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There has been a considerable level of interest in the use of reflective practice in a number of professional disciplines. If not all most of them, however, agree that reflection is an active, conscious process, a systematic and thoughtful means by which practitioners can demonstrate wisdom in their practice.


Reflection is often initiated when the individual practitioner encounters some problematic aspects of practice and attempts to make sense of them; it requires a conscious thinking of the past experience and future plan of that accumulated experience. Schon (1987) in his work identifies two types of reflection; these are reflection – in – action (thinking on your feet) and reflection – on – action (retrospective thinking). He suggests that practitioners use reflection when they encounter situations that are unique, and when individuals may not be able to apply known theories or techniques previously learnt through formal education (Ghaye and Lillyman, No Date).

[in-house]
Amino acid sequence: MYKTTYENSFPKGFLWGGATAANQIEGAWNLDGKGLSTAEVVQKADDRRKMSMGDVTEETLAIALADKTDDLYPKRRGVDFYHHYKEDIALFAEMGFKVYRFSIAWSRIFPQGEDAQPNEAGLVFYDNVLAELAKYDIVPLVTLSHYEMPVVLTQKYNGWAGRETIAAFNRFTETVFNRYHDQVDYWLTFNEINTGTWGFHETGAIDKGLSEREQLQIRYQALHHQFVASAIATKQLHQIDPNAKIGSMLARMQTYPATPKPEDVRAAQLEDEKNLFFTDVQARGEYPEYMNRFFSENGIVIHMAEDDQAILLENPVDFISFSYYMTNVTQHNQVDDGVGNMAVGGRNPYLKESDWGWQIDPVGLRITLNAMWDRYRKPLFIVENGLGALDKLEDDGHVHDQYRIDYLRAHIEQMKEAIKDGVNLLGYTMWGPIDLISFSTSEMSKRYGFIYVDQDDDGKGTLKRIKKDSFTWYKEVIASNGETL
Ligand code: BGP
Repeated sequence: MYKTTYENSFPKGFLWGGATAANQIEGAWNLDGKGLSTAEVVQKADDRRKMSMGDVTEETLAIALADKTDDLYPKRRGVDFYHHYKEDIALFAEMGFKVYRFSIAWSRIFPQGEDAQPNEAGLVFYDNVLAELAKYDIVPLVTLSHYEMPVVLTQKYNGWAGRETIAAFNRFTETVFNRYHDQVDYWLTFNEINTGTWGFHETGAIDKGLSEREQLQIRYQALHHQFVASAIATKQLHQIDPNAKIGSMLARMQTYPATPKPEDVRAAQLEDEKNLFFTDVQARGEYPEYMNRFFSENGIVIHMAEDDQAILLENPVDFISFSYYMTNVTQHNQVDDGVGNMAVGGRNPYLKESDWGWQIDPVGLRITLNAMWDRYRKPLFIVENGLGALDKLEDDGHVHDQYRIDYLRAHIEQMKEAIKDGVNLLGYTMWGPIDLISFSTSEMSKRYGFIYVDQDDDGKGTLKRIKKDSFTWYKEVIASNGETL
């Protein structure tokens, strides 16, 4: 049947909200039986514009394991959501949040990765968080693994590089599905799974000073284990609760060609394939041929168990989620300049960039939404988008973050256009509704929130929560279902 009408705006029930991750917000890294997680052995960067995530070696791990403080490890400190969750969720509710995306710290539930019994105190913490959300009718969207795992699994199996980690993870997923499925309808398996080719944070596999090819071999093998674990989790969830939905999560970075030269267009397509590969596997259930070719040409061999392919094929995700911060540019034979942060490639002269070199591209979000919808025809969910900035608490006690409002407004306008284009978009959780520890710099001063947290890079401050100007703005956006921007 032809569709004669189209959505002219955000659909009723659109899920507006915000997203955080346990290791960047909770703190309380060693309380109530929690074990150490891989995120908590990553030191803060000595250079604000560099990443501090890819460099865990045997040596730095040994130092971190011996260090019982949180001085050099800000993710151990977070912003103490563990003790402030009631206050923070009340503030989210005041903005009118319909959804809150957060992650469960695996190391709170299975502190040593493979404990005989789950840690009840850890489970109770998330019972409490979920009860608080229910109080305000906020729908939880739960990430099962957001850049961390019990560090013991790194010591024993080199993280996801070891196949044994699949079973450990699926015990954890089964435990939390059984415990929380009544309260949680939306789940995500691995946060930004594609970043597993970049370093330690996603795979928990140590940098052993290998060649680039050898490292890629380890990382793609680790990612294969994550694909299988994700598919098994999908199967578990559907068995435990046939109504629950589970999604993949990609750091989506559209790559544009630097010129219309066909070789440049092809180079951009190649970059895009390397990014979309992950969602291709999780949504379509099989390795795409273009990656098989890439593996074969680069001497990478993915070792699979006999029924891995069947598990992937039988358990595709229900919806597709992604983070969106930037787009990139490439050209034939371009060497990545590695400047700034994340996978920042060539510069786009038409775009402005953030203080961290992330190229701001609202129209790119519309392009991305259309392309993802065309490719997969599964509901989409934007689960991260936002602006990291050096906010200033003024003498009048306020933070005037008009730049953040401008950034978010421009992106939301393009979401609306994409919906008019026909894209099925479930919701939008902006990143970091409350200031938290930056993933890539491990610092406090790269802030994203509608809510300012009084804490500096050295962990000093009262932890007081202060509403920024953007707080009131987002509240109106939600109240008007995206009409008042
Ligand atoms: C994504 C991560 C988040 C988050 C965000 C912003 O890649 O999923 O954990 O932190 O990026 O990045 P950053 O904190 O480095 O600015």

Of course, no one comes to study with a blank mind in terms of attitudes, beliefs, knowledge and skills. Metaphorically speaking, reflection is just like a ruminant animal returns partly digested food from the stomach to the mouth for further chewing,  or  it means “to bend back” meaning to stop, think and evaluate in order to reinforce our experience.  Therefore reflection is an instrument of learning in personal and professional development; it enables to shape and extend prior knowledge and skills; and to look beyond our own resources (Eraut, 1994 cited in Moon, 1999).


At Horn students are encouraged to produce robust critical reflection papers based on the following four steps:


  1. Summarize what they read from the reading material
  2. Explain the new insight acquired from the material and discussion group
  3. Analyze and make judgments based on prior experience and knowledge
  4. Plan how to apply, develop and communicate the new acquired understanding 

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